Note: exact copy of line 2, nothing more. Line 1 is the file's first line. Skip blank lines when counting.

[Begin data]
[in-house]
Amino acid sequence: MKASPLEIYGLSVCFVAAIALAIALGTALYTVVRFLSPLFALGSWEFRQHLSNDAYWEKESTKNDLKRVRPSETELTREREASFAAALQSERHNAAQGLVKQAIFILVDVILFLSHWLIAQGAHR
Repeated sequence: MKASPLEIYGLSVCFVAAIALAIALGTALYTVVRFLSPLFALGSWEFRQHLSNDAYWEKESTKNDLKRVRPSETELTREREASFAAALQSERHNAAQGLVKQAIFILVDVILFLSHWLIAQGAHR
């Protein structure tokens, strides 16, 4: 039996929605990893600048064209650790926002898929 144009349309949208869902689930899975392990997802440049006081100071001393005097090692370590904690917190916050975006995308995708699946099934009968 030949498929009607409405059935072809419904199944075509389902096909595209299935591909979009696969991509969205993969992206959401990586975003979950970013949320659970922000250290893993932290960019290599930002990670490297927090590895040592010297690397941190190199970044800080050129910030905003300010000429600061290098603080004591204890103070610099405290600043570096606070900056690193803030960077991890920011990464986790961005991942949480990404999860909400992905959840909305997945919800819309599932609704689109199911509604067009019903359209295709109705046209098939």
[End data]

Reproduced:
Amino acid sequence: MKASPLEIYGLSVCFVAAIALAIALGTALYTVVRFLSPLFALGSWEFRQHLSNDAYWEKESTKNDLKRVRPSETELTREREASFAAALQSERHNAAQGLVKQAIFILVDVILFLSHWLIAQGAHR